You’ll even find some search-and-rescue dog teams that rely on GPS collars to keep track of everyone.
5 GPS Dog Fence and Tracking Systems Worth Trying
Finding the right fencing solution for your dog isn’t easy. Every system comes with a list of pros and cons, and some are considerably more expensive than others.
Here are the top GPS dog fences and trackers currently available and why you should (or shouldn’t) invest in one for your own pup.
1. Garmin Alpha 100
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The Garmin Alpha 100 is a handheld, ultra-portable GPS system that connects with up to 20 compatible tracking devices.
Though the average sporting dog owner has no need to track 20 dogs at once, the system can also be used to follow the movements of fellow hunters, hikers, and campers.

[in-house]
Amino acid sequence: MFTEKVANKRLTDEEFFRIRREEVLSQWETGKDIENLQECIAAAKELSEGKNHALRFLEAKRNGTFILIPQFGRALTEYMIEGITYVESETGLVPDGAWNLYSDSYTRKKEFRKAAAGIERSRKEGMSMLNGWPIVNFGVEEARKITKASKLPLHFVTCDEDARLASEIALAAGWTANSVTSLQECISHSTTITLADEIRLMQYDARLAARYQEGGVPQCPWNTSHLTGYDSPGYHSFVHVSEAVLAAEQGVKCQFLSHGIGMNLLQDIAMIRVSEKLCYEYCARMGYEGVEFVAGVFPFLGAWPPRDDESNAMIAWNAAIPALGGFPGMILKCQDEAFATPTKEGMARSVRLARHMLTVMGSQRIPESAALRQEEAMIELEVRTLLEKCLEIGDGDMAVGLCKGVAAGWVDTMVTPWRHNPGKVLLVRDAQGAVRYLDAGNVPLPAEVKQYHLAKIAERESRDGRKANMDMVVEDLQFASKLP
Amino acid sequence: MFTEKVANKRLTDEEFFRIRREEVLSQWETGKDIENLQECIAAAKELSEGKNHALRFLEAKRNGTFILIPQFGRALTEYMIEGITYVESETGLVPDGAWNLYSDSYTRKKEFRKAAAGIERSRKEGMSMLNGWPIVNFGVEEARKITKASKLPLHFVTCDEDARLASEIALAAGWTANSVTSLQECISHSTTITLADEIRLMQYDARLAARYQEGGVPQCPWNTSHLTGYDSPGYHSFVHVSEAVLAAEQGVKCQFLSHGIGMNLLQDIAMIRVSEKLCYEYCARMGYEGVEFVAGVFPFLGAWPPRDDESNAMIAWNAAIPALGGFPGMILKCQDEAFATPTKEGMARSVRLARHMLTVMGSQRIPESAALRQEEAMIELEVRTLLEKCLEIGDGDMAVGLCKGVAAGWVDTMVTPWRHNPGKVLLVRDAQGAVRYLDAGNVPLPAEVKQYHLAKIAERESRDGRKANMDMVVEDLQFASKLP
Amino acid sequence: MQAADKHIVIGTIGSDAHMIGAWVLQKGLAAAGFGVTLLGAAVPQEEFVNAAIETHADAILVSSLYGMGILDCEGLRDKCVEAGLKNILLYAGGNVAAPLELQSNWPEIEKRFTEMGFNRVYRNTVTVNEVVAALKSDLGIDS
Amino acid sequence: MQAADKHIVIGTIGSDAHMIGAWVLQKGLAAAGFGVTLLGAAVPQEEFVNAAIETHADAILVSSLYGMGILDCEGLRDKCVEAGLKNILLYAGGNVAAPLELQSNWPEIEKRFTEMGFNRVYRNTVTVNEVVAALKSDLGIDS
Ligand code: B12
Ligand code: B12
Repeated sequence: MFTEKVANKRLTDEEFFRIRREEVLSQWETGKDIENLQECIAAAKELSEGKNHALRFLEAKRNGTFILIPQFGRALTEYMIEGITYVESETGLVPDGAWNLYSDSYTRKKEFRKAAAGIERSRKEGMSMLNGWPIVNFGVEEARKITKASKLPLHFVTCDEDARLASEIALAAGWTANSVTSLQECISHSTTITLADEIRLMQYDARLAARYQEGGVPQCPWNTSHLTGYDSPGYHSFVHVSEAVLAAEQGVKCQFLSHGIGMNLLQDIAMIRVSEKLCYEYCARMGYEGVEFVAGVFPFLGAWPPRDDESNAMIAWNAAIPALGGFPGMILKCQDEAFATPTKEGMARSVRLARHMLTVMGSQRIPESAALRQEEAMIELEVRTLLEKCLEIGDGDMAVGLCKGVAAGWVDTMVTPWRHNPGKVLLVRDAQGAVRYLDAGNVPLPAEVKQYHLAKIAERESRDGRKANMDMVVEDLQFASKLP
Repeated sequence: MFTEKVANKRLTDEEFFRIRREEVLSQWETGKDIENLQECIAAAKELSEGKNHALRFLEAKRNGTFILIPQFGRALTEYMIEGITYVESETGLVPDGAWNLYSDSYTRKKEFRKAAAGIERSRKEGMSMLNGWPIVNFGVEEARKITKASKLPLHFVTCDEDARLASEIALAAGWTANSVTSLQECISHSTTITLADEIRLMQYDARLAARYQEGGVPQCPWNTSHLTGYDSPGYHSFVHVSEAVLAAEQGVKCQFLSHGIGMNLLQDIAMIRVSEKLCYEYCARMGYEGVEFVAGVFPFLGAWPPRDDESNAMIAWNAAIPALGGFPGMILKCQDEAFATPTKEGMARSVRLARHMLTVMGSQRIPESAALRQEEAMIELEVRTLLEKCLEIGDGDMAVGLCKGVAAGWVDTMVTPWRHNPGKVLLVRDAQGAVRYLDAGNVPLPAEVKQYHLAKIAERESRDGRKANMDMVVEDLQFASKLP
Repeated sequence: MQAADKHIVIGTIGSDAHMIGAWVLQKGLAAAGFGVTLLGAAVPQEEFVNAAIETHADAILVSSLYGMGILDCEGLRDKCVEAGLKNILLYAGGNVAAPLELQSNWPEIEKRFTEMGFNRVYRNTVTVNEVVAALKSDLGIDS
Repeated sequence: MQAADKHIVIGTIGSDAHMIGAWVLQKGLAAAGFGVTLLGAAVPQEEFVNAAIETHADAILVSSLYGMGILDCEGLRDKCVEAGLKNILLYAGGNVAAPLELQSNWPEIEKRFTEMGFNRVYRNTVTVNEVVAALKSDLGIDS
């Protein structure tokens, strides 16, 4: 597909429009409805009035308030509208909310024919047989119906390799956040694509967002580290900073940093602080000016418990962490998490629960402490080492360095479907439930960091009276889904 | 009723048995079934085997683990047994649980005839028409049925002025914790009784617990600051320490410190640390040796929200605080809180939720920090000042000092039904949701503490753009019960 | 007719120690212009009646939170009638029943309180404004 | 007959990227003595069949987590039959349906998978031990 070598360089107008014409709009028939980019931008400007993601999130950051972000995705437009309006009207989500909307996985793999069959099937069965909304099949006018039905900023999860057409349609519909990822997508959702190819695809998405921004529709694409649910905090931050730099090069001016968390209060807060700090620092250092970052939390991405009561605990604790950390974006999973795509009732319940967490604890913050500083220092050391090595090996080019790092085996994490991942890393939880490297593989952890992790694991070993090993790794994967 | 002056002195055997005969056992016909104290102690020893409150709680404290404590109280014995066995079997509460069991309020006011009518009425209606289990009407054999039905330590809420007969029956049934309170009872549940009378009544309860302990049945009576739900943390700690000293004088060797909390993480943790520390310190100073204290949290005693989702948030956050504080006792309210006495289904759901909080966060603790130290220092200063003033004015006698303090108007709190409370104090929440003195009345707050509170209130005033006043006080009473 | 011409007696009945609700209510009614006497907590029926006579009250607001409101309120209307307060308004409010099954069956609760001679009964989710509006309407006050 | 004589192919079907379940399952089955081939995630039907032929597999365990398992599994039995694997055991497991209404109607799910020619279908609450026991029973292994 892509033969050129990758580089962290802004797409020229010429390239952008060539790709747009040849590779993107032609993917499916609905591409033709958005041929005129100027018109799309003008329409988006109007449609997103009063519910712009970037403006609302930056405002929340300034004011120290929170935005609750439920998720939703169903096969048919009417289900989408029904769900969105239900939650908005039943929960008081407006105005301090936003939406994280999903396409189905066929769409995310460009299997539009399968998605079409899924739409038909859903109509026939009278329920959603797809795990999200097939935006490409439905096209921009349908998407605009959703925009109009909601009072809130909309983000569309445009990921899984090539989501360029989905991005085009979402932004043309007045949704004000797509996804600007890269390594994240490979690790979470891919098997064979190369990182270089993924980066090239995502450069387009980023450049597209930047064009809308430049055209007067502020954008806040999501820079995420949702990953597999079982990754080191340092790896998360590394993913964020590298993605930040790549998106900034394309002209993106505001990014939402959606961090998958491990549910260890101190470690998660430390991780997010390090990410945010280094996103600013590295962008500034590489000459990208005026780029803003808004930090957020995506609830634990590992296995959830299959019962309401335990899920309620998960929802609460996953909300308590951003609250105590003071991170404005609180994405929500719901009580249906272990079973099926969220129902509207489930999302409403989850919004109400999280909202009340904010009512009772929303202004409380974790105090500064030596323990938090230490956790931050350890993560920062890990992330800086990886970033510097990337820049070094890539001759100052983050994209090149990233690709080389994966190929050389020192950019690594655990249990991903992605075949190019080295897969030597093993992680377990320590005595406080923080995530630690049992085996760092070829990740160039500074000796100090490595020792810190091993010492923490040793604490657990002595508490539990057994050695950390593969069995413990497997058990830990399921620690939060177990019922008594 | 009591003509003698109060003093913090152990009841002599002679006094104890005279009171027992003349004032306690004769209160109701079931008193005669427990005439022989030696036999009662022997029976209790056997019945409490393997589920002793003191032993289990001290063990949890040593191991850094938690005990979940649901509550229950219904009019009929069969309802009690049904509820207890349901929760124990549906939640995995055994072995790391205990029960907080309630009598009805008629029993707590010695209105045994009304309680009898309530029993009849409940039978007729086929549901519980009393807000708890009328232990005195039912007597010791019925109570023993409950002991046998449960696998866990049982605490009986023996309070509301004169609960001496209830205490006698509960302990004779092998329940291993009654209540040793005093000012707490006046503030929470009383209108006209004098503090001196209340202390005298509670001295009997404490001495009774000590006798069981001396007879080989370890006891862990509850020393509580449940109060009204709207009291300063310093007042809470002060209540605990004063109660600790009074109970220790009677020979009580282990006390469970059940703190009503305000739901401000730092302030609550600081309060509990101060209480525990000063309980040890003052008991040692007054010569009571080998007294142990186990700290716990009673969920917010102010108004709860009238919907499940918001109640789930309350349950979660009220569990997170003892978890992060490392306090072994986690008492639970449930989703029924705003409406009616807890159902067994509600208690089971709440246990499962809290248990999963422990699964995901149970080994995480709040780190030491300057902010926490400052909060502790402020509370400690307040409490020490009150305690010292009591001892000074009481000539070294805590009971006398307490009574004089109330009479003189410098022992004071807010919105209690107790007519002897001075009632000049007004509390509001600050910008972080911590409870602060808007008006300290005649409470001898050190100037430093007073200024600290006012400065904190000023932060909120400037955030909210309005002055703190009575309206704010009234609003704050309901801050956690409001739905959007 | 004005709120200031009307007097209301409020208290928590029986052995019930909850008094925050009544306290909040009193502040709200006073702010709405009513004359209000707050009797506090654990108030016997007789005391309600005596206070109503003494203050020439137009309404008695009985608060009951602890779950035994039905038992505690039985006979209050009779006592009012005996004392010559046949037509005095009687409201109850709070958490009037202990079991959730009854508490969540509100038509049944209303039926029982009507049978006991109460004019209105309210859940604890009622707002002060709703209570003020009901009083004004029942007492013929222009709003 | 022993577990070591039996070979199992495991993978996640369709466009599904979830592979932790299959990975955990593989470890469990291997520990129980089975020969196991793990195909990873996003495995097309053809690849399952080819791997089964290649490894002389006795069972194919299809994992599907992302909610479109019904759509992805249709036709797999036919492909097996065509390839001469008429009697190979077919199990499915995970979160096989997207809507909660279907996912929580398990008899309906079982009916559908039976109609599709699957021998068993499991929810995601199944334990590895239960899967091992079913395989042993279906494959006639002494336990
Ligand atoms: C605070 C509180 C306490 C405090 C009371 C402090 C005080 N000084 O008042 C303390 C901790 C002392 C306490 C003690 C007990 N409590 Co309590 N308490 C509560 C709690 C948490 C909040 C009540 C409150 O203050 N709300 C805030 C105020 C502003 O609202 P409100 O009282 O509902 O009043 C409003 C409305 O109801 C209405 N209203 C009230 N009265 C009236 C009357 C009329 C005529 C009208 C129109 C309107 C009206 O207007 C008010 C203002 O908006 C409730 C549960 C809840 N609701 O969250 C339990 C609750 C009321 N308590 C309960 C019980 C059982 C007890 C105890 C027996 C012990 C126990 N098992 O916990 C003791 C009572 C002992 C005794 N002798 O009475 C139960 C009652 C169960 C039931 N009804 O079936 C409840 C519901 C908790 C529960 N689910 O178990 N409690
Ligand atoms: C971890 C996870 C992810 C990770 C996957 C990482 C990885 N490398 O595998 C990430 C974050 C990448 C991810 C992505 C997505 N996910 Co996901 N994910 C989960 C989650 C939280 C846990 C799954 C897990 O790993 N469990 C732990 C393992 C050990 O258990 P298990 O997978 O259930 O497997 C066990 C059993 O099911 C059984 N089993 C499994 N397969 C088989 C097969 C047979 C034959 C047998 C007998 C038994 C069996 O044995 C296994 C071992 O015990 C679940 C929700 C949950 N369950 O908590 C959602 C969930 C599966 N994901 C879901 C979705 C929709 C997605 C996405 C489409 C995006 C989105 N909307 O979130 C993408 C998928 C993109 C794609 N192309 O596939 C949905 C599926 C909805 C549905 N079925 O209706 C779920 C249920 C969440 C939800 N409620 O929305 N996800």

To use this device to track your dog, you’ll need to invest in a compatible collar. Garmin recommends pairing this receiver with the TT15 or TT15 Mini. The TT15 works within nine miles of the receiver, and the TT15 mini works within four miles.
Both electronic collars are water-resistant and produce a diverse range of physical and audible stimulation for correcting your dogs directly from the Alpha 100 device.
The handheld receiver alerts you when your dog leaves a set area or exceeds a certain distance from you. You can also activate built-in LED lights using the GPS receiver to help locate your dog in the dark.
This GPS dog fence might be a big investment, but it really is the best solution for any outdoors enthusiast who adventures with one or more off-leash dogs.
The Garmin Alpha 100 uses MUR (multi-use radio) technology along with GPS. Unfortunately, MUR technology is currently banned in Canada, and the device will not work outside of the United States.
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2. Dogtra Pathfinder
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In many ways, the Dogtra Pathfinder is a stripped-down version of Garmin sporting dog trackers.